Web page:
As regards important applications, there is considerable research and demonstrations involved in the development of thin films of graphene for use as inexpensive substitutes for optically transparent electrically conductive SnIn oxide electrodes presently serving as electrodes in organic solar cells. Another promising area is their use as virtually transparent transistors used to drive computer/telephone display screens. Graphene transistors exhibit very high rates of electron transport, and thus exhibit much faster operation at greatly reduced power consumption. The use of this material for nuclear mediation purposes is clearly advantageous, and is of high interest.
Production of graphene is very difficult; the most common procedures have been involved with the isolation of ~square micron surface area samples isolated from graphite. Recent attempts have shown some success in producing large area samples; these result in the production of near single monolayer deposits of very small graphene particles. Other research has been involved in the chemical reduction of oxides of graphene suspended over membrane pores to yield larger domains of graphene; these may be later transferred to other supports. While these techniques are certainly important, it remains to produce “per se” large surface area, homogeneous, relatively defect-free single monolayer production quantities of pure graphene.
We believe that the present method we have found is an important step forward far realizing this technology.
The subject material has the following physical characteristics:
– GIXD spectroscopy of typical bulk samples reveal that the films consist of a dense carbon nanostructure. The new structure is not pyrolytic, as evidenced by domain structures on the order of 30 angstroms, compared with ~200 angstroms for pyrolytic graphite. Further, interlayer spacing is larger (3.48 angstroms) than that of pyrolytic carbon (3.36 angstroms). Some of these preliminary studies indicate that the long distance structure may be altered during the fabrication process. We consider that these results are indicative of a specular reflecting graphite, i.e. a composite of well-formed and homogeneous graphene layers, with the important result that the surface area of the graphene sheets are very large and homogeneous; we have produced sheet areas of several square cm.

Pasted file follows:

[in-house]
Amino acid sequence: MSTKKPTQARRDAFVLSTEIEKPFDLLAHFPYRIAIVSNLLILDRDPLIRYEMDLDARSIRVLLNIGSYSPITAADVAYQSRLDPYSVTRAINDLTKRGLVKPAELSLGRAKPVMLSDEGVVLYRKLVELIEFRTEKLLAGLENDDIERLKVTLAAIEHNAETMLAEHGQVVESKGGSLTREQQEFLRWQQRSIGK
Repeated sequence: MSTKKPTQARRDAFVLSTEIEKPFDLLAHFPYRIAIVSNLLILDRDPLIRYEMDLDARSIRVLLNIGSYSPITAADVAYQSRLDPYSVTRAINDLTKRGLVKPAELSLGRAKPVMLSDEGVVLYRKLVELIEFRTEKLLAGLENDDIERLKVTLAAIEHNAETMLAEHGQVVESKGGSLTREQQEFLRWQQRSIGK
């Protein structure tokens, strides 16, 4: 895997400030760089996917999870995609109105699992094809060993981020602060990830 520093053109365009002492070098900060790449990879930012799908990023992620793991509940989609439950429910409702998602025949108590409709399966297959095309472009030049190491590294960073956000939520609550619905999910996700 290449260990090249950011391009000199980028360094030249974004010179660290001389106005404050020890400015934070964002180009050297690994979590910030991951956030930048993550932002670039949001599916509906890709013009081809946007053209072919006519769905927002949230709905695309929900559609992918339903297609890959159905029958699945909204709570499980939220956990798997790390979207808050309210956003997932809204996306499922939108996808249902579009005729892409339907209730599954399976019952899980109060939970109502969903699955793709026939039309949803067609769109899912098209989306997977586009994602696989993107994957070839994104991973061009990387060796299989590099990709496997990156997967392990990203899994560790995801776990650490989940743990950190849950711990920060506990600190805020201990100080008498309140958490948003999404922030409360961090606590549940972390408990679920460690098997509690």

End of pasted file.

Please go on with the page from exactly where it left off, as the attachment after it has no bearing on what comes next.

Confirmation of this is evidenced by examination of the Raman scattering spectra of the bulk material, material comprising fewer numbers of graphene monolayers, and mono- or near-monolayers of graphene; these non-bulk samples are evidenced by increasing optical transparency at visible wavelengths. The spectra we have measured were made on both SiO₂ supports, and on samples that were free-standing, having been mechanically detached from their support. Measurements were performed under ambient conditions and at a laser frequency of 633 nm.
The spectral behavior of graphene sheets and detached bulk graphite sheets comprised of graphene sheets are well-characterized. Typically, spectra include prominent scattering at ~1580cm⁻¹ and ~2700cm⁻¹. The former wavelength corresponds to the G band, whilst the latter corresponds to the G’ band. The G band corresponds to the the doubly degenerate zone center E2g vibrational mode, and the G’ band corresponds to interaction of the radiation with zone boundary phonons; the latter is forbidden by Raman selection rules, hence it is attributed to boundary defect scattering, and observed only in graphite containing large numbers of layer defects. Further, and most importantly, the characteristic shift in the spectra near 2700cm⁻¹ to higher wavenumbers for the appearance of pure graphene is observed as expected. For the thinnest sheets (near monolayers of graphene), the peak is very sharp and transitional broadening disappears. This is significant as it is known that for more than about five monolayers, the spectra are virtually identical to those of bulk graphite samples.
SEM and TEM electron microscopic analysis yields quite “boring” visualizations, which we consider as further positive evidence of extremely homogeneous, defect-free graphene layers comprising the graphite.
The graphite surface exhibits nearly specular reflectance, at least in the visible region of the spectrum, i.e. they look like pure polished chromium mirror surfaces.
The point electric resistance figures are consistent to that of graphite; i.e. those consistent with the semi-metallic properties of graphite.
The material has no fusion point at atmospheric pressure, but rather sublimes only at temperatures greater than 700°C with oxygen and more than 2000°C without oxygen. (Qualification under investigation)
The material is prepared from a single very low cost organic reactant, upon a simple inorganic support substrate.
The material can be prepared in desired thicknesses; presently from near monolayer graphene, to thicknesses of several microns. Absolute monolayer and larger thicknesses under more controlled conditions are under investigation.
Free-standing samples of the material on the order of 1cm² have been easily isolated.
The material can be produced on a laboratory bench with inexpensive, common equipment. Sample production can be completed in few minute. Extension to high surface area, continuous production is quite evident.
The material is very chemically inert to oxidation and reduction, inorganic and organic solvents, etc., i.e. consult the chemical properties of graphite. As a defect and edge-free material, its chemical stability is naturally increased due to absence of reaction sites on the surface.